South Korean Crypto Exchange Coinone Eyes Indonesian Expansion

South Korean Crypto Exchange Coinone Eyes Indonesian Expansion

Ho Kyeong Jang
Ho Kyeong Jang

As the South Korean government steps up its monitoring of cryptocurrency trading, one of the country’s top exchanges is expanding into Southeast Asia.

Coinone, a partner of local bank Nonghyup, announced on Apr. 16 plans to move into Indonesia, citing the Southeast Asian giant’s “high economic growth rate and the world’s fourth largest population,” plus its high potential for growth in the fintech industry.

Coinone’s announcement coincides with the start of official inspections of Nonghyup, KB Kookmin, and Hana, three of the country’s biggest banks, for compliance with the government’s recently announced guidelines against money laundering with cryptocurrencies.

The guidelines, announced in January, include key regulations such as banning anonymous trading and enhancing monitoring for suspicious transaction patterns (defined as those involving more than 10 million won (about $9,400) in a single day or 20 million won ($18,800) in a week).

The guidelines make it more difficult to trade high volumes of cryptocurrency, but beyond that the South Korean government is yet to propose more comprehensive regulations or policies.

Coinone was ranked 32nd in the world in terms of daily trade volume at the time of writing and third in South Korea behind Upbit and Bithumb. Its Indonesian exchange will be accessible internationally, including from South Korea.

As of now, Coinone is understood to be the first cryptocurrency exchange based in South Korea to open a new exchange in another country.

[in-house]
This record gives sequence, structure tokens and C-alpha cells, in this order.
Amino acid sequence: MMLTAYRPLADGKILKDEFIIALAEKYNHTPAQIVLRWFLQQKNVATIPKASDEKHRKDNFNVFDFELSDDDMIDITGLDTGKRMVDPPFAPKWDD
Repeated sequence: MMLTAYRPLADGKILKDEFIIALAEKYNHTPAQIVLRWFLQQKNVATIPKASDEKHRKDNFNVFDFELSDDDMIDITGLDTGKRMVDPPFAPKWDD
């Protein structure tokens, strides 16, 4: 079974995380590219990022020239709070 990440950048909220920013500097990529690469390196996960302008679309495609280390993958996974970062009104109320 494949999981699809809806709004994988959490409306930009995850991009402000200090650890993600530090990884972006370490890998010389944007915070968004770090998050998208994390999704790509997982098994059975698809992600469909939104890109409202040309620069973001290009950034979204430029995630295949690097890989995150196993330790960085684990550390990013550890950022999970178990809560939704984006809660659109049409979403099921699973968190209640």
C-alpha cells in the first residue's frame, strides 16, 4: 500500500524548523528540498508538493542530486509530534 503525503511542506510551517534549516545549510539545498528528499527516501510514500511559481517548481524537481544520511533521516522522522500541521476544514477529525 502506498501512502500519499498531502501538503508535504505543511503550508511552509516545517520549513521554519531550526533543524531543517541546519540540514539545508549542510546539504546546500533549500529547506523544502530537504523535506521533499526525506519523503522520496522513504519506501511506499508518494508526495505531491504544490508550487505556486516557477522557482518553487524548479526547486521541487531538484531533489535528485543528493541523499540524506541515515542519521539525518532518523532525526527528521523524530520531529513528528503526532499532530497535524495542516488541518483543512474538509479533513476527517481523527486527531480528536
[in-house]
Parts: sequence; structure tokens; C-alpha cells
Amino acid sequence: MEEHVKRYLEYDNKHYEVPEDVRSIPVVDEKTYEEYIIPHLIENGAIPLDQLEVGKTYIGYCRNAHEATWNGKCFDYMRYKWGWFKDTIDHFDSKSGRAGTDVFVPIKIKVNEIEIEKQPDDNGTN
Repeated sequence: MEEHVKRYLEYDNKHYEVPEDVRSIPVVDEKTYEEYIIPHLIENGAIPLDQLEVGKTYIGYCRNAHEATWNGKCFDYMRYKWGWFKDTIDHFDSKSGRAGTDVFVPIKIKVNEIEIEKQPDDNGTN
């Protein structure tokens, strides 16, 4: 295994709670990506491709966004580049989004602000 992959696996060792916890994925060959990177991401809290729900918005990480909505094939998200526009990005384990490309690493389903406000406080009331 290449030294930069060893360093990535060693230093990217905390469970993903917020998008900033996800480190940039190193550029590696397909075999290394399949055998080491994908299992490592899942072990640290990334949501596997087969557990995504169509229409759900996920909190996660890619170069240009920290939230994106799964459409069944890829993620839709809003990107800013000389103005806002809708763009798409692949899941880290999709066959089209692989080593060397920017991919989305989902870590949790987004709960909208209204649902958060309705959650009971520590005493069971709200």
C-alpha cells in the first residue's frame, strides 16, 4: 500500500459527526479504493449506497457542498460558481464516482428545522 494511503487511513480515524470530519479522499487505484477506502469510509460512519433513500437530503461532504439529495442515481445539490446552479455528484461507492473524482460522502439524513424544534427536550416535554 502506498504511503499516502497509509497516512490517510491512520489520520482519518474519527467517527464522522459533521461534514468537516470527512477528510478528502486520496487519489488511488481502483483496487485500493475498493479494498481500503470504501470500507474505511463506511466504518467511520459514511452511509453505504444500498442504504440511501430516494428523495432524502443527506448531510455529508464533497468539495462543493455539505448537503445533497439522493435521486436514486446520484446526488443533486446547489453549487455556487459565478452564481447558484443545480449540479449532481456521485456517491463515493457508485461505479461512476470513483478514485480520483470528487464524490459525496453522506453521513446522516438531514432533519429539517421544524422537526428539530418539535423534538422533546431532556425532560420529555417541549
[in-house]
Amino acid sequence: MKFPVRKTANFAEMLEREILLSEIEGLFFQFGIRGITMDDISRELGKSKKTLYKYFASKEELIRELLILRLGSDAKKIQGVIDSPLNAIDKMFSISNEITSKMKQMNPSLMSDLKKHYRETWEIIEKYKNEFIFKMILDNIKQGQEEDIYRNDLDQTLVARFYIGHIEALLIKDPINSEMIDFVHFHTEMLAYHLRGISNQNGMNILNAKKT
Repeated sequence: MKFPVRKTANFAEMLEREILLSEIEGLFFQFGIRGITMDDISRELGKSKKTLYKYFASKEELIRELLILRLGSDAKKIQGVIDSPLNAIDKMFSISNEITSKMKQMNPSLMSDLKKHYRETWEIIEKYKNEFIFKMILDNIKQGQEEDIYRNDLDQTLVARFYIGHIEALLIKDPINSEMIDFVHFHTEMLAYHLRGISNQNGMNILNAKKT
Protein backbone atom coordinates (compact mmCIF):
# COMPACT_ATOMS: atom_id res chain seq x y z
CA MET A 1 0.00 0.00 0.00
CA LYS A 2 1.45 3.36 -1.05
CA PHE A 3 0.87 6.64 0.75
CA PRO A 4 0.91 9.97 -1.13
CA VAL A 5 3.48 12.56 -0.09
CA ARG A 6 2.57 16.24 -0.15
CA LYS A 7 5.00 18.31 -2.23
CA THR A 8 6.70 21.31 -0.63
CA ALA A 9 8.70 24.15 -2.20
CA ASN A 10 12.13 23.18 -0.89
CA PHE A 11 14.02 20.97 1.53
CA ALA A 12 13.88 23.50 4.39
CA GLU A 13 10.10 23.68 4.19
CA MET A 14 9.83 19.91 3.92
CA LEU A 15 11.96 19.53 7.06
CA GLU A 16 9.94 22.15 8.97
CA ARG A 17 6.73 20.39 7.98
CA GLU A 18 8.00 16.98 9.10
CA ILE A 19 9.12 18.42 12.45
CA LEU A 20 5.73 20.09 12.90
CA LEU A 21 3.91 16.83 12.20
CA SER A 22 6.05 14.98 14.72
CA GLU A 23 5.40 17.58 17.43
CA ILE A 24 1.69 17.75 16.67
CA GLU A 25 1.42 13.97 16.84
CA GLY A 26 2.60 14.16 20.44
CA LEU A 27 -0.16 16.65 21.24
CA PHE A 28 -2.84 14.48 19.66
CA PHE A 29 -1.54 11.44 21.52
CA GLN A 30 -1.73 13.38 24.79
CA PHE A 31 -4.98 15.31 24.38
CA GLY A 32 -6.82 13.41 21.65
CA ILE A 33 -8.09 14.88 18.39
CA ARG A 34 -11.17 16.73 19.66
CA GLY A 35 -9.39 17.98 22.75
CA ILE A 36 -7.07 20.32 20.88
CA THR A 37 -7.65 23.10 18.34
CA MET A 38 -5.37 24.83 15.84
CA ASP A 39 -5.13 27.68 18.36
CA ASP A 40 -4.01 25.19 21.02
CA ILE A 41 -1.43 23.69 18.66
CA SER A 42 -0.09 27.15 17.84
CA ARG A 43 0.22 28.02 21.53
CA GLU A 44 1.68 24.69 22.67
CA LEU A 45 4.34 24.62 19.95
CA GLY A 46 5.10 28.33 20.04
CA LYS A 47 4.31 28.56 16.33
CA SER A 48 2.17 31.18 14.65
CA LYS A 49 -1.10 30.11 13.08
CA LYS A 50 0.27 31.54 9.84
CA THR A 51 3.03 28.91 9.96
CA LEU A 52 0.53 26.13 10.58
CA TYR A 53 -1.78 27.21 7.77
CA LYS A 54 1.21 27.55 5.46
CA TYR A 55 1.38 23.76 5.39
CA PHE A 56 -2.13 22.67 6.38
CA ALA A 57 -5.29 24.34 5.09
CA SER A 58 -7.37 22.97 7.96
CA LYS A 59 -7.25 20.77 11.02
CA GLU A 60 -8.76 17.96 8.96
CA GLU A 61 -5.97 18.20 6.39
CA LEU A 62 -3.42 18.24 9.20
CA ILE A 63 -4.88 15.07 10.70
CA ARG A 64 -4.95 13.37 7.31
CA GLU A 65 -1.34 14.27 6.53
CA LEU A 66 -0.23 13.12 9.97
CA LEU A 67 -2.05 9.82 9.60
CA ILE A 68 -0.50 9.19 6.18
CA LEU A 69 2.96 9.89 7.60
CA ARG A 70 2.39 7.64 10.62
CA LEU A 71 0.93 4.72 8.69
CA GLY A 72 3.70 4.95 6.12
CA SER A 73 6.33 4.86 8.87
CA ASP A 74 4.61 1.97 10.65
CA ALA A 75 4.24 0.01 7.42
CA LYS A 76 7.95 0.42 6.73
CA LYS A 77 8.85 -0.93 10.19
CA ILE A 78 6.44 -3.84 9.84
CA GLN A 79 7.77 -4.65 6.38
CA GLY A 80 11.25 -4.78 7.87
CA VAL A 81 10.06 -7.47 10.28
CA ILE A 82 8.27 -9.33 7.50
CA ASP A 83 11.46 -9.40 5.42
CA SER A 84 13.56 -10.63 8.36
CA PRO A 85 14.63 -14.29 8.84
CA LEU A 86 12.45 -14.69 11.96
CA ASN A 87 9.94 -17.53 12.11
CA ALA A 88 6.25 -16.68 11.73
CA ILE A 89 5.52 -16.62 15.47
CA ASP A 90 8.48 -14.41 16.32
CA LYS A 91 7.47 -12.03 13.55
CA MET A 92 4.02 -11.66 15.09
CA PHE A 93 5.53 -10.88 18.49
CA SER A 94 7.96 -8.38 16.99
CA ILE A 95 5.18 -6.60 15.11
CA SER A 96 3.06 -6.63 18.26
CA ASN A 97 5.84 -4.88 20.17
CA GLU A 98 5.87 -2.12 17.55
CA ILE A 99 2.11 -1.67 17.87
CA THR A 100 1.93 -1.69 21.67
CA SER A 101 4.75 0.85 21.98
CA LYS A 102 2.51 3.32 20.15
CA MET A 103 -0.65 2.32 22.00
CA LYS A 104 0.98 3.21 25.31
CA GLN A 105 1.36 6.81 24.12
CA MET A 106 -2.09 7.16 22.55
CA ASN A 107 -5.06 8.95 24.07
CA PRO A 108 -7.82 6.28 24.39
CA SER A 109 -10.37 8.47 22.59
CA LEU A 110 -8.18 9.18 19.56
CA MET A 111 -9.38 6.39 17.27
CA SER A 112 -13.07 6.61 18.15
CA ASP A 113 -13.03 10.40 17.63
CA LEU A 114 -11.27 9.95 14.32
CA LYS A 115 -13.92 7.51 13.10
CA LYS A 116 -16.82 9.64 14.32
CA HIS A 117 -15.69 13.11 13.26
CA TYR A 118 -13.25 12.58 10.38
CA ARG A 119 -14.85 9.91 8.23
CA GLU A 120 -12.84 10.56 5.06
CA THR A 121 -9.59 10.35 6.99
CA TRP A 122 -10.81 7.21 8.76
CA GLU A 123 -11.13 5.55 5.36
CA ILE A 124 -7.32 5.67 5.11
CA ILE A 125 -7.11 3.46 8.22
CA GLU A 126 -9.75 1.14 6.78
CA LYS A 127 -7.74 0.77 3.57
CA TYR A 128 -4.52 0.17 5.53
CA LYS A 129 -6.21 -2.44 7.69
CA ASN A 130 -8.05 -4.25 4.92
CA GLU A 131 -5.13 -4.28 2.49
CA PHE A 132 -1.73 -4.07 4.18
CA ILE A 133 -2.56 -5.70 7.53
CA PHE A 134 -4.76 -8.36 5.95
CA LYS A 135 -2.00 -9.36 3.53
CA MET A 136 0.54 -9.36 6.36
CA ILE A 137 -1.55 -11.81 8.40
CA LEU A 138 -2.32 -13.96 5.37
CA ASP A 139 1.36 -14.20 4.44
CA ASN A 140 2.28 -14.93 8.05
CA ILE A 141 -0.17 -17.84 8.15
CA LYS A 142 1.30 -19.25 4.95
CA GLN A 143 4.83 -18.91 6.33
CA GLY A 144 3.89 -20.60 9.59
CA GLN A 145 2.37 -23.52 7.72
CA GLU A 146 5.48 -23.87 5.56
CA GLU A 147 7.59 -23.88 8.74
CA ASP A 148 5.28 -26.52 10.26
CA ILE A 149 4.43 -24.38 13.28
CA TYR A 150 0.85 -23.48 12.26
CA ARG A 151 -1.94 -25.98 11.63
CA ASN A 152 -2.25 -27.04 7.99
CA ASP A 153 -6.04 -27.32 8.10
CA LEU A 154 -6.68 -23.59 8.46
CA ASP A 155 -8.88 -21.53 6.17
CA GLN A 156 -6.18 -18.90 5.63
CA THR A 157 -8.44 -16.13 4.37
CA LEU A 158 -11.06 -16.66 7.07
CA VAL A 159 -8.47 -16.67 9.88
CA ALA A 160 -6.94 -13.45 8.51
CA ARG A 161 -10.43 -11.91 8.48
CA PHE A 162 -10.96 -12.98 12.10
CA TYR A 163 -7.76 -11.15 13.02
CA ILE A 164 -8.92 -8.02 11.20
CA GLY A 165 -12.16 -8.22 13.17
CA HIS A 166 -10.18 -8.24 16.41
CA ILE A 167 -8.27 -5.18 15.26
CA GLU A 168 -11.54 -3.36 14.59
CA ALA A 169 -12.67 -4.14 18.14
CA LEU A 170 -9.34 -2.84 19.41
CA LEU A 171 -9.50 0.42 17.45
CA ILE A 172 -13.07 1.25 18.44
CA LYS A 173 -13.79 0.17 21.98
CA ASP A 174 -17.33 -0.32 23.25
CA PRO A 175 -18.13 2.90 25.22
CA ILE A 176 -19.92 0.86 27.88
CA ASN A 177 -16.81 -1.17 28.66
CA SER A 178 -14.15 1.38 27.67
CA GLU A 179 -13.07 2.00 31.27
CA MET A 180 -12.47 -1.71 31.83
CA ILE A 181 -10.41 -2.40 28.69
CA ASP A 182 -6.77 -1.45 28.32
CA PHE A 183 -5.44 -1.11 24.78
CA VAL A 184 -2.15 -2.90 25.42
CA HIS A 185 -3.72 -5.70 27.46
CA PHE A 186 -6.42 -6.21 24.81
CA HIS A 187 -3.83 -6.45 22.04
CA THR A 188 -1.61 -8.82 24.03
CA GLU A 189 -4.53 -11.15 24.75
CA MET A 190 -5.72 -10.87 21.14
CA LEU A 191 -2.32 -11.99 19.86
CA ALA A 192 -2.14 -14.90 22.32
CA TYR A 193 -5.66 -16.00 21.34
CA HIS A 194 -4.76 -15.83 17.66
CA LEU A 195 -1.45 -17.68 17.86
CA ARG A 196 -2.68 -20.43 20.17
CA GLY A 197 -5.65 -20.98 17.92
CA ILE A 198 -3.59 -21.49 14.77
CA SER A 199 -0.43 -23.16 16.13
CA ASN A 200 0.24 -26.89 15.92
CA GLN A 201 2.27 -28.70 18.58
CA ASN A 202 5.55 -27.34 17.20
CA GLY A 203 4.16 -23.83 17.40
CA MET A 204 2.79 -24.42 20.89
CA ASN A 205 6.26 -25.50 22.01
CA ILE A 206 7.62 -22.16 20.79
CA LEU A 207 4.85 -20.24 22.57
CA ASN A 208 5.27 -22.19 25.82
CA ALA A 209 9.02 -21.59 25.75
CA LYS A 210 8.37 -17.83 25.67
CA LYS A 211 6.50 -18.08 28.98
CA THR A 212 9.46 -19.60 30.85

“The market in South Korea is limited by its small population,” said Park Nok-sun, cryptocurrency analyst at NH Investment and Securities. “It’s relatively easy for crypto exchanges to transfer their platforms across borders, so we’ll see more South Korean exchanges branch out internationally.”

Indonesian authorities, however, are wary of cryptocurrencies. Bank Indonesia, the country’s central bank, announced in January that cryptocurrencies were  “not a legal medium of exchange” and could not be used as forms of payment. 

But despite government skepticism, demand for cryptocurrencies is high and growing in Indonesia. Indonesia Digital Asset Exchange (INDODAX), the country’s largest cryptocurrency exchange, told Bloomberg in March that it was set to surpass 1.5 million users by the end of 2018. It is currently ranked 52nd in the world, with a trade volume some 40 percent of that of Coinone.

“The [South Korean] government is yet to make its stance on blockchain and cryptocurrencies clear, so it’s unsurprising to see companies turn towards Southeast Asia, where market size and growth potential are both appealing,” said IT columnist and Government Blockchain Association (GBA) official Kim Ki-young. 

Coinone did not respond to questions from Korea Exposé.


Cover Image: Indonesian capital Jakarta by night (Source: Pixabay)

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